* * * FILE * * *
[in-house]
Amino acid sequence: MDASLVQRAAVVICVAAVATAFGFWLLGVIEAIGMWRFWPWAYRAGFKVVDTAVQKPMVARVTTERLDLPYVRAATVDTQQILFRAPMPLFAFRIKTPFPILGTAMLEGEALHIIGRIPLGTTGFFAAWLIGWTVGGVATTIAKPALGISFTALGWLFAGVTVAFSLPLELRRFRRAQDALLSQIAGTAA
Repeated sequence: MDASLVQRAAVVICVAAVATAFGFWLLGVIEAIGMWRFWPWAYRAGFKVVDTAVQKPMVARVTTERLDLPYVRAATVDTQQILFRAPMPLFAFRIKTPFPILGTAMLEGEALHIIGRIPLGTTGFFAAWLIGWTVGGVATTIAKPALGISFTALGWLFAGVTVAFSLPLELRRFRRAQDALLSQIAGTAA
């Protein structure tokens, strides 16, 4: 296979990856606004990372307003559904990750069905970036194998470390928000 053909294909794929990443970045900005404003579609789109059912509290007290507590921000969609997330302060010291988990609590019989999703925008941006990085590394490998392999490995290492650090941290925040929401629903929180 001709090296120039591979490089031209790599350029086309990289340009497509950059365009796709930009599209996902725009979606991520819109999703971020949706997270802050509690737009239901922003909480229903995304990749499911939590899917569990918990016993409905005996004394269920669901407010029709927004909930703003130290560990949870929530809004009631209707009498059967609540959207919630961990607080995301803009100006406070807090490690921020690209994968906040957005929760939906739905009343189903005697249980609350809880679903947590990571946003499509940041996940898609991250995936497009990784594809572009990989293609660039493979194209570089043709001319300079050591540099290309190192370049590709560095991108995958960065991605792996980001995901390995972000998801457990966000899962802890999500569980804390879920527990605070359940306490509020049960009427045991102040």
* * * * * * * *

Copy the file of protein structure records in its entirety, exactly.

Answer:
[in-house]
Amino acid sequence: MDASLVQRAAVVICVAAVATAFGFWLLGVIEAIGMWRFWPWAYRAGFKVVDTAVQKPMVARVTTERLDLPYVRAATVDTQQILFRAPMPLFAFRIKTPFPILGTAMLEGEALHIIGRIPLGTTGFFAAWLIGWTVGGVATTIAKPALGISFTALGWLFAGVTVAFSLPLELRRFRRAQDALLSQIAGTAA
Repeated sequence: MDASLVQRAAVVICVAAVATAFGFWLLGVIEAIGMWRFWPWAYRAGFKVVDTAVQKPMVARVTTERLDLPYVRAATVDTQQILFRAPMPLFAFRIKTPFPILGTAMLEGEALHIIGRIPLGTTGFFAAWLIGWTVGGVATTIAKPALGISFTALGWLFAGVTVAFSLPLELRRFRRAQDALLSQIAGTAA
């Protein structure tokens, strides 16, 4: 296979990856606004990372307003559904990750069905970036194998470390928000 053909294909794929990443970045900005404003579609789109059912509290007290507590921000969609997330302060010291988990609590019989999703925008941006990085590394490998392999490995290492650090941290925040929401629903929180 001709090296120039591979490089031209790599350029086309990289340009497509950059365009796709930009599209996902725009979606991520819109999703971020949706997270802050509690737009239901922003909480229903995304990749499911939590899917569990918990016993409905005996004394269920669901407010029709927004909930703003130290560990949870929530809004009631209707009498059967609540959207919630961990607080995301803009100006406070807090490690921020690209994968906040957005929760939906739905009343189903005697249980609350809880679903947590990571946003499509940041996940898609991250995936497009990784594809572009990989293609660039493979194209570089043709001319300079050591540099290309190192370049590709560095991108995958960065991605792996980001995901390995972000998801457990966000899962802890999500569980804390879920527990605070359940306490509020049960009427045991102040």